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Breaking the rules is too dangerous. Don't let it continue.

  • To: cctld-sunset-comments@xxxxxxxxx
  • Subject: Breaking the rules is too dangerous. Don't let it continue.
  • From: Andrey V Stolyarov <crocodil@xxxxxxxxx>
  • Date: Thu, 18 Jan 2007 20:30:38 +0300 (MSK)

I've already sent one message to this address earlier, but for
now I've got some additional comments. Many people here,
including mr. Lesnikov (known as a one of top RosNIIROS
officers), propose to make some "special" decisions regarding .SU
basing on its current activeness, historical role etc.  Mr.
Lesnikov even proposes to establish a new kind of TLD, named
"historical TLD".

Every technical person who knows DNS basics should realize that
each additional name within the root zone means additional load
to _ALL_ the existing DNS servers because of having to hold
several additional records in the cache. Definitely this reduces
the load of the servers of SLDs a bit, but their load is not too
serious now.

 From the other hand, there are thousands of companies and persons
who would love to make some money from another TLD, as
administering a TLD is one of the most efficient and easy money
makers I ever heard of. This type of activity has no use for
Internet Community, it only provides "pretty" domain names for
some (strange) people, money for another people and additional
load of DNS servers for the rest of the Internet.

Thus, the mission of ICANN, as I see it, must be to prevent the
root DNS zone from uncontrolled growing, and until now, this task
is acceptably solved. One of the keys to this is following some
certain transparent rules and policies which don't serve any
particular commerical interests.

The policy for two-letter TLDs is now that they all must be
ccTLDs and must comply to ISO3166. Some people claim this policy
should be changed (or an exception in the policy should be made)
just because they don't want .SU to be destroyed. Let's see
however what results can follow.

One of the possible difficulties is mentioned in the discussed
paper: "SU" can be assigned by ISO comitee to some other country
or territory, and then there will be a real disaster. However,
let's even imagine that such (particular) assignment is
impossible, just to focus on more important circumstances.

First of all, we live in the world of equal rights. What is
allowed to one, that must be allowed to everyone. So, if you
agree not to remove one obsoleted domain, you can be absolutely
sure you'll never manage to remove any obsoleted domain in the
future again. That is, in case any country renames, unites with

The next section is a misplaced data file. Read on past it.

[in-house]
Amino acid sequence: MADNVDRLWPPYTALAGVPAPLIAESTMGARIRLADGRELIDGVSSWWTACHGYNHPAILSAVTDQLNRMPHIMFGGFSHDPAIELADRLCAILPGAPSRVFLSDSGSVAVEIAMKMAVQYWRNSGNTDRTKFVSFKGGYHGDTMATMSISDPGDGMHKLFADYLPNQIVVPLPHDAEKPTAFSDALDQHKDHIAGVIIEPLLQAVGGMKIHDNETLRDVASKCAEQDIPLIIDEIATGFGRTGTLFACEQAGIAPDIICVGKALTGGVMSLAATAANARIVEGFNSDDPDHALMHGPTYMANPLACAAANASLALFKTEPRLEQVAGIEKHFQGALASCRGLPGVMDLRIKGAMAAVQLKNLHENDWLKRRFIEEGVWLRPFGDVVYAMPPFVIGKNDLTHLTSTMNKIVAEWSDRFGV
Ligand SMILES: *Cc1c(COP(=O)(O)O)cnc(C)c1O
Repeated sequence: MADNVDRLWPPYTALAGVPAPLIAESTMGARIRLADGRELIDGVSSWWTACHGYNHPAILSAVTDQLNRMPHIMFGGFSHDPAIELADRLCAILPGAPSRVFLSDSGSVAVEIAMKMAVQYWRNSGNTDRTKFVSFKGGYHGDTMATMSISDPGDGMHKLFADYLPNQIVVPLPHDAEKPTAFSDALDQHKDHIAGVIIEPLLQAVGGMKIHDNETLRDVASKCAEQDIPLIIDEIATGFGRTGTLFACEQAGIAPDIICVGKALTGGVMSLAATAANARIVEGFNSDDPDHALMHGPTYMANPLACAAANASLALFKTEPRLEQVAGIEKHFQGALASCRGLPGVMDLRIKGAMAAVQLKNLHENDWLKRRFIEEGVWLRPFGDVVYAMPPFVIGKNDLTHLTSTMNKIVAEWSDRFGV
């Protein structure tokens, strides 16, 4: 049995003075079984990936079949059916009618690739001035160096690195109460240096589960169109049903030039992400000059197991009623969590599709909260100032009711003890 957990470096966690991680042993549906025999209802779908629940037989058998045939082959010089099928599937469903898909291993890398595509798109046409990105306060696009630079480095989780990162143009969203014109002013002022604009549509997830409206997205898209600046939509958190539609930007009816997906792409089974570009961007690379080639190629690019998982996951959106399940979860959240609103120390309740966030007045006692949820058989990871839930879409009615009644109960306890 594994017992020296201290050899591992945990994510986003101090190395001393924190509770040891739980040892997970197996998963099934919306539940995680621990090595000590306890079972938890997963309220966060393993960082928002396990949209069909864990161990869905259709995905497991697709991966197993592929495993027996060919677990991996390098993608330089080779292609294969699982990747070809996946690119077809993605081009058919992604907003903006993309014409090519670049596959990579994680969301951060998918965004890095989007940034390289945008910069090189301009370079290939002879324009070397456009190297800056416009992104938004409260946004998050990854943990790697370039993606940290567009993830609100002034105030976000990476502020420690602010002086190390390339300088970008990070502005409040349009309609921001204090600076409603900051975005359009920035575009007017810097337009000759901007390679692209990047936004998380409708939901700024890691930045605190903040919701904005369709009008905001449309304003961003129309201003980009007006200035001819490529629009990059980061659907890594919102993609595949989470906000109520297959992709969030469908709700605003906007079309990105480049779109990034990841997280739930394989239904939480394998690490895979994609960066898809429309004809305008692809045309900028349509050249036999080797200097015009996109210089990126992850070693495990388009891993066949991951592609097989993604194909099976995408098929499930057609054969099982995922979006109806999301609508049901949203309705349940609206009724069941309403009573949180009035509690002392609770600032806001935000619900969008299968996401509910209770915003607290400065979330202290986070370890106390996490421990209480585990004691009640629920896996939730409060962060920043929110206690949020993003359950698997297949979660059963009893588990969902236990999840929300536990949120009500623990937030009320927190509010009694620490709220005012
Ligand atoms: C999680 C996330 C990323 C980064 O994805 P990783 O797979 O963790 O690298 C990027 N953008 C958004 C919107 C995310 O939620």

other, separates down to independent parts etc., ICANN will have
to assign a new domain in accordance to the policy, but
definitely will be unable to remove the obsoleted one. In
particular, forget about retiring .TP in this case.

Furthermore, some of countries which already agreed to drop their
obsoleted domains (such as CS and ZR) can demand to return
"their" domains back, arguing they've got the same rights as
Russia and East Timor.

This could be taken not too serious because such political
cataclisms don't happen too often. However, don't forget there
are lots of very little countries such as Tuvalu and Butan. For
such countries, ccTLD can be a valuable source of funding; so, I
won't be surprized if their governments (or what do they have
instead of one) decides to rename the country just to get another
TLD. It is expensive to rename a major country, but renaming such
a little one can be cheap enough, even many times cheaper than to
negotiate another sTLD with ICANN. They could get lots of TLDs
this way, and needless to say they'll never agree to return any
of them (because they've got the same rights as the others).

Such a practice could make the system of ccTLDs totally unable to
follow ISO3166 and produce total chaos in the root DNS zone.
ICANN or any other authority will have then no arguments against
opening the root zone for private registrations of TLDs, and then
the system known as DNS will just cease to exist.

Responsibly realizing difficulties of pending action of removing
an active and promoted TLD, I however humbly ask ICANN not to
make any exceptions or changes to the existing ccTLD policy, as
we can end up with a total catastrophe if you do so.

Thanks for your attention.

Andrey V. Stolyarov

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